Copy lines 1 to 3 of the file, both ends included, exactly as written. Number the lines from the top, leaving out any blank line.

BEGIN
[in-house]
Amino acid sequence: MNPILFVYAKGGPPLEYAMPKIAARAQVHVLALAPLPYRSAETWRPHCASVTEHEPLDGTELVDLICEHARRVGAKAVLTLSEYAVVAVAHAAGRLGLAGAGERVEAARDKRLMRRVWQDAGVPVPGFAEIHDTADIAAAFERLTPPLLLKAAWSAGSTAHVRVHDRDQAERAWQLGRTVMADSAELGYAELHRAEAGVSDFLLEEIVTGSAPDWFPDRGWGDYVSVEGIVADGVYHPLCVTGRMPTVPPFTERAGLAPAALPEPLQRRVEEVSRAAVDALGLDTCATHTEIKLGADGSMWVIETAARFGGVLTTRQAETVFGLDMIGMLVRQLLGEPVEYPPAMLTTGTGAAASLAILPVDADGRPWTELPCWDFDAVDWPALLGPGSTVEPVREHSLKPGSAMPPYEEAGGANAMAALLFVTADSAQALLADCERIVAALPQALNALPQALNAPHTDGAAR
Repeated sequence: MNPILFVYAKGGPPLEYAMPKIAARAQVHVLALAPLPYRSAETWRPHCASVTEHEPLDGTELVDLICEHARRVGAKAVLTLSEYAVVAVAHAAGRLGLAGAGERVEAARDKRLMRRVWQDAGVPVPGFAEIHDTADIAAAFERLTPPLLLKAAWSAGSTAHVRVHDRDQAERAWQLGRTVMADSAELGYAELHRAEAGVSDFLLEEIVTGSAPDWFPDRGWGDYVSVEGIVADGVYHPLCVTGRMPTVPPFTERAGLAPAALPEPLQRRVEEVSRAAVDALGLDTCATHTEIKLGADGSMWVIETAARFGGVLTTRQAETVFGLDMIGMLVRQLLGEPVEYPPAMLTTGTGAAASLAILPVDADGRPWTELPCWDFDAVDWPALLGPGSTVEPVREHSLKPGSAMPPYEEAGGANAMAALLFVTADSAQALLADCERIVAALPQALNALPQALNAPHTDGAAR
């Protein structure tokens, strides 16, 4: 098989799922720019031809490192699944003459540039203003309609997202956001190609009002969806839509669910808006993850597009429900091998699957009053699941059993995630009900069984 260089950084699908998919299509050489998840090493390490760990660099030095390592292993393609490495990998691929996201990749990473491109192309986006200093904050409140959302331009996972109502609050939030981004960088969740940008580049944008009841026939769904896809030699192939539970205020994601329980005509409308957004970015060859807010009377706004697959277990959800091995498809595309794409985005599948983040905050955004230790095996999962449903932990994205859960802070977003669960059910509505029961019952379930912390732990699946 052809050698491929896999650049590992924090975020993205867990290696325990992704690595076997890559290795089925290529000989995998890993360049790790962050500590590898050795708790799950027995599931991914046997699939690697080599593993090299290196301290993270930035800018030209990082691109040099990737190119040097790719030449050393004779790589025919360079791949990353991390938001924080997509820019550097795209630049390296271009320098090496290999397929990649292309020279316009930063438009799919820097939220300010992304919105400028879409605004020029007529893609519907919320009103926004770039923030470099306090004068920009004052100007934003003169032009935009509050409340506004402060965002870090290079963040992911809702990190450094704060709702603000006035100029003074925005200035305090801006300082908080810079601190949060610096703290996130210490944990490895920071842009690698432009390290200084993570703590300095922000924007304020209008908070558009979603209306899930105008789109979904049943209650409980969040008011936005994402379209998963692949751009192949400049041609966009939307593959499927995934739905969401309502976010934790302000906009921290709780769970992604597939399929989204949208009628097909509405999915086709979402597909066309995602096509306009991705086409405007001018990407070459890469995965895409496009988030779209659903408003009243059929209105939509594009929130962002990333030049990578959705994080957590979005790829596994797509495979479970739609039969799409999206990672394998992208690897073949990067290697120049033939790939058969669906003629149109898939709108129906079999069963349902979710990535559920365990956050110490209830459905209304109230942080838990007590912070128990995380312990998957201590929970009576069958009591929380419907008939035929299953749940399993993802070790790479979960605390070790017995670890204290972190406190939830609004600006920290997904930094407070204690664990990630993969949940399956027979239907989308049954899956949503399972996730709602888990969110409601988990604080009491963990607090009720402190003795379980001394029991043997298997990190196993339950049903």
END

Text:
[in-house]
Amino acid sequence: MNPILFVYAKGGPPLEYAMPKIAARAQVHVLALAPLPYRSAETWRPHCASVTEHEPLDGTELVDLICEHARRVGAKAVLTLSEYAVVAVAHAAGRLGLAGAGERVEAARDKRLMRRVWQDAGVPVPGFAEIHDTADIAAAFERLTPPLLLKAAWSAGSTAHVRVHDRDQAERAWQLGRTVMADSAELGYAELHRAEAGVSDFLLEEIVTGSAPDWFPDRGWGDYVSVEGIVADGVYHPLCVTGRMPTVPPFTERAGLAPAALPEPLQRRVEEVSRAAVDALGLDTCATHTEIKLGADGSMWVIETAARFGGVLTTRQAETVFGLDMIGMLVRQLLGEPVEYPPAMLTTGTGAAASLAILPVDADGRPWTELPCWDFDAVDWPALLGPGSTVEPVREHSLKPGSAMPPYEEAGGANAMAALLFVTADSAQALLADCERIVAALPQALNALPQALNAPHTDGAAR
Repeated sequence: MNPILFVYAKGGPPLEYAMPKIAARAQVHVLALAPLPYRSAETWRPHCASVTEHEPLDGTELVDLICEHARRVGAKAVLTLSEYAVVAVAHAAGRLGLAGAGERVEAARDKRLMRRVWQDAGVPVPGFAEIHDTADIAAAFERLTPPLLLKAAWSAGSTAHVRVHDRDQAERAWQLGRTVMADSAELGYAELHRAEAGVSDFLLEEIVTGSAPDWFPDRGWGDYVSVEGIVADGVYHPLCVTGRMPTVPPFTERAGLAPAALPEPLQRRVEEVSRAAVDALGLDTCATHTEIKLGADGSMWVIETAARFGGVLTTRQAETVFGLDMIGMLVRQLLGEPVEYPPAMLTTGTGAAASLAILPVDADGRPWTELPCWDFDAVDWPALLGPGSTVEPVREHSLKPGSAMPPYEEAGGANAMAALLFVTADSAQALLADCERIVAALPQALNALPQALNAPHTDGAAR